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Eagle correspondent recounts officiating cousin’s wedding

Logan Carney, right, stands with newlyweds Micheal and Samantha Scialabba. Submitted Photo.

Question, which is better: Christmas season or wedding season?

Of course, it’s wedding season.

Two love birds tying the knot is an event everyone looks forward to, especially those lucky enough to be involved in the ceremony itself. I had the opportunity to officiate my cousin’s wedding, Samantha and Michael Scialabba, toward the end of the COVID-19 pandemic.

And yes, introducing the couple with the last name Scialabba was one of the scarier parts of the evening.

Logan Carney - Submitted Photo

The process started way back in 2019 when I jokingly got ordained by the Universal Life Church as a senior in college. I half-kidded on social media about the ordainment. I say half-kidding because I did actually want to officiate a wedding.

And then my cousin got engaged! After a recommendation from my aunt, who saw my social media post, to likely personalize their special day — and save some money — Samantha asked me to officiate their wedding. I immediately accepted, bought the $30 certificate, badge and marriage book online and got prepared to officiate my first wedding.

Yes, all it cost was $30.

Of course though, I had to do some research on what an actual wedding officiant does. That’s when I learned that the role goes way beyond just reciting words. The role was the central figure in making the marriage legal. To add onto that, I learned that not every county actually recognizes marriages by the Universal Life Church.

In fact, nearby Allegheny County was sued by the ULC for denying their ministers the ability to solemnize legal marriages in the county. The church accepted a settlement last year in which the judge also ruled that denying a ULC minister that ability was a violation of the First and 14th amendments to the U.S. Constitution.

Thankfully though, the Scialabbas lived in Butler County, whose only requirement in my case was, “just be able to prove the union is legal if it’s challenged.”

With that boosting my confidence, I got on with the planning. I met Michael for the first time and reassured him by saying, “This is the first wedding I’ve ever officiated, so I’m not entirely sure how this works. But I think we’ll be fine.”

Reassuring indeed.

I then asked them a series of questions about their relationship and ideal wedding. Things like, favorite memory together, how they met — a dating app, believe it or not — and more that could fit in the wedding.

In my role as an officiant, whatever I said had to reflect the couple. It was my job to lead the service, but whatever I say should reflect the relationship of the couple. That’s what my mindset was going into it.

The ULC provided a direction sheet of how the wedding ceremony plays out as well as some lines that I could read. I went over the sheet with the couple, and allowed them to choose what elements to include. I had come prepared knowing what was traditional, religious, to help them understand each element. However, I wanted them to have control over every aspect of my part in the ceremony, because it was their night.

For example, they didn’t want to read or write their own vows; however they did want a wine ceremony. That’s an event where both of them pick their own individual wine before mixing it into one glass and then drinking it. I think the symbolism is obvious, so no need for me to explain that. It was certainly a cool feature.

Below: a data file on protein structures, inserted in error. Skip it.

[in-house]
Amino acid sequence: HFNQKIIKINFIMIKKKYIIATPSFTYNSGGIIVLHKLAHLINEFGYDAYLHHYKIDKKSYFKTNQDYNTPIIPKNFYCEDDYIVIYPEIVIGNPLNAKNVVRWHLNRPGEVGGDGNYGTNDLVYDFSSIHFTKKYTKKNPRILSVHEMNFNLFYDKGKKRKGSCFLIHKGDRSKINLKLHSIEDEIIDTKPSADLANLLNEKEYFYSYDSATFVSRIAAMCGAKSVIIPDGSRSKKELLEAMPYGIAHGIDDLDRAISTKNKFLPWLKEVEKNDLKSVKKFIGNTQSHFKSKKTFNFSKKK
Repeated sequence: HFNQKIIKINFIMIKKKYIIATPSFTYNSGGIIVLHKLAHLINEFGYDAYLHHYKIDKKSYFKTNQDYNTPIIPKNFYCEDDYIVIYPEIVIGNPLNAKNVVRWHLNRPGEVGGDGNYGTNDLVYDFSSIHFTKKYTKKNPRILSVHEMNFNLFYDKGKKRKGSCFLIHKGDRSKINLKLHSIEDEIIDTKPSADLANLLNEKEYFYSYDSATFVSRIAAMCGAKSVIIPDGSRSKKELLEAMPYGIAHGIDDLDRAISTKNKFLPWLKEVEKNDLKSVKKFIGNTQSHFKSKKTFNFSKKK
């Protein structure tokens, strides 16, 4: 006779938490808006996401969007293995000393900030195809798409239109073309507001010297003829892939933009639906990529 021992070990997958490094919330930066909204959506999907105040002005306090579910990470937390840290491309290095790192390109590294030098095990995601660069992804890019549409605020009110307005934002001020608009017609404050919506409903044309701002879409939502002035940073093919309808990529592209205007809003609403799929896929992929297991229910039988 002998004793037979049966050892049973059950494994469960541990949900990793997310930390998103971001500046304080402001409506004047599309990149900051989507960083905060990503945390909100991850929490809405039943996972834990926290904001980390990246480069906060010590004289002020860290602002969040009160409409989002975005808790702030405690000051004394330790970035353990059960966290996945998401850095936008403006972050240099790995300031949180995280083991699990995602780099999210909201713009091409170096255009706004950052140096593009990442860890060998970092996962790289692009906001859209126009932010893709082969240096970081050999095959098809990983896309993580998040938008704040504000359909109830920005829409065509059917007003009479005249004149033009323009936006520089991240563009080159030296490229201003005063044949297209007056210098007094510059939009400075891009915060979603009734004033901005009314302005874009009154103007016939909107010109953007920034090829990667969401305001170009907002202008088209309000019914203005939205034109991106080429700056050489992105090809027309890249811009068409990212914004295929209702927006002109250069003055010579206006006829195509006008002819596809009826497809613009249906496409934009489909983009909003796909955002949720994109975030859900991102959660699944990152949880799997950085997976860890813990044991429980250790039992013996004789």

Together we came up with an outline of how we wanted the wedding to go. This happened many months before the ceremony, giving me a lot of time to workshop the actual words I’d be reciting.

It’s safe to say that my wedding sermon was the most nervous I’ve ever been while writing something. I’m a narcissist who, during this time of my life, had recently self-published a novel and won multiple awards for articles in college. However, the thought of writing something stupid for a couple’s most important day absolutely terrified me.

With my hands trembling, I submitted my first draft. And what do you know, they loved it. Of course, minor changes did happen, as they always do in writing from a second opinion, but what I said at the wedding was, almost entirely, my first draft.

Then the day came. I feel confident saying that outside of the couple and immediate family involved, I was the most nervous person at the wedding. The night before I was up for hours rehearsing my lines and even the physical actions I was to take, like moving the wine table over. And that preparation led to a ceremony that went without a hitch.

Well, almost without a hitch. After all that planning, rehearsing and pronouncing “Scialabba” to myself, I referred to Michael as “your wife,” during the “I do” portion. It was literally at the very end of the ceremony.

The couple, though, laughed, and I think that one mistake added to what was a perfect evening for them. You see, when two people are in love, it starts with the attraction toward each other's good qualities, but evolves into loving what makes each other unique.

What truly makes people unique are our imperfections. Think about it, if everyone was perfect, then how could we tell each other apart?

Oftentimes the stories we remember from weddings reflect people’s imperfections. Whether it’s the aunt who had one too many cocktails and fell on the dance floor or the officiant accidentally misgendering the couple during the “I do’s.” Because a wedding is about celebrating the perfect love between two imperfect humans, so we remember the funny mistakes of the night.

At least, that’s what I tell myself when a relative goes, “Hey, you remember when you called Michael a woman?” Yes Uncle Mike, yes I do.

Logan Carney is an Eagle correspondent.

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